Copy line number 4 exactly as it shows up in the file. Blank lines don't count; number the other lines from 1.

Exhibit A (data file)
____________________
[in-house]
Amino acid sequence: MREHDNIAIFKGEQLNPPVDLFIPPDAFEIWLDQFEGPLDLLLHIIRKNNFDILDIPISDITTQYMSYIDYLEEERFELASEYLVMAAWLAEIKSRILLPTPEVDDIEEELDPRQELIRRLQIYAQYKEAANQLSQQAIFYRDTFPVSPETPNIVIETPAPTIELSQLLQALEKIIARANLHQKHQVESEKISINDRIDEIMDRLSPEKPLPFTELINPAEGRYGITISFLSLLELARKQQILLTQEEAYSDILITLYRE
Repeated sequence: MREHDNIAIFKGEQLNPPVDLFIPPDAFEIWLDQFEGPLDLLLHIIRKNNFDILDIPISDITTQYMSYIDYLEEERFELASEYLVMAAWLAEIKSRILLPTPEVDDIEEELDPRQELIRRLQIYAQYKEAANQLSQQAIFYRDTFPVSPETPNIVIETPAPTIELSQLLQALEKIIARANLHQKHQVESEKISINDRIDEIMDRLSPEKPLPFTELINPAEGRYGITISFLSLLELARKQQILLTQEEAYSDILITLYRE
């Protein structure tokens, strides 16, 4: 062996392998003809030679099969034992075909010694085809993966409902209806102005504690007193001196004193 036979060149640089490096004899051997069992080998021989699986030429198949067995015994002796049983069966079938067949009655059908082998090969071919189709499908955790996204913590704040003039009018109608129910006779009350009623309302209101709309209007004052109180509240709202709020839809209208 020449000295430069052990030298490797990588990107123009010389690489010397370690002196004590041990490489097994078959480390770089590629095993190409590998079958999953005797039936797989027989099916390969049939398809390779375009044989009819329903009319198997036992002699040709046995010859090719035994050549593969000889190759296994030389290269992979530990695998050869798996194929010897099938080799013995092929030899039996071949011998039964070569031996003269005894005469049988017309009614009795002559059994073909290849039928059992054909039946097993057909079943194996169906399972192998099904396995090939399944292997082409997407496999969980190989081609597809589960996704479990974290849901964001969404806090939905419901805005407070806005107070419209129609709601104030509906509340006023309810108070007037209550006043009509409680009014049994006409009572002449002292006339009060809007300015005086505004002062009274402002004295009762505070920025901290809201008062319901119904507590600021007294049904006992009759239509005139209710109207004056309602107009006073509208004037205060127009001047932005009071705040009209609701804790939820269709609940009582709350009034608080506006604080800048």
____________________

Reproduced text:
């Protein structure tokens, strides 16, 4: 062996392998003809030679099969034992075909010694085809993966409902209806102005504690007193001196004193 036979060149640089490096004899051997069992080998021989699986030429198949067995015994002796049983069966079938067949009655059908082998090969071919189709499908955790996204913590704040003039009018109608129910006779009350009623309302209101709309209007004052109180509240709202709020839809209208 020449000295430069052990030298490797990588990107123009010389690489010397370690002196004590041990490489097994078959480390770089590629095993190409590998079958999953005797039936797989027989099916390969049939398809390779375009044989009819329903009319198997036992002699040709046995010859090719035994050549593969000889190759296994030389290269992979530990695998050869798996194929010897099938080799013995092929030899039996071949011998039964070569031996003269005894005469049988017309009614009795002559059994073909290849039928059992054909039946097993057909079943194996169906399972192998099904396995090939399944292997082409997407496999969980190989081609597809589960996704479990974290849901964001969404806090939905419901805005407070806005107070419209129609709601104030509906509340006023309810108070007037209550006043009509409680009014049994006409009572002449002292006339009060809007300015005086505004002062009274402002004295009762505070920025901290809201008062319901119904507590600021007294049904006992009759239509005139209710109207004056309602107009006073509208004037205060127009001047932005009071705040009209609701804790939820269709609940009582709350009034608080506006604080800048």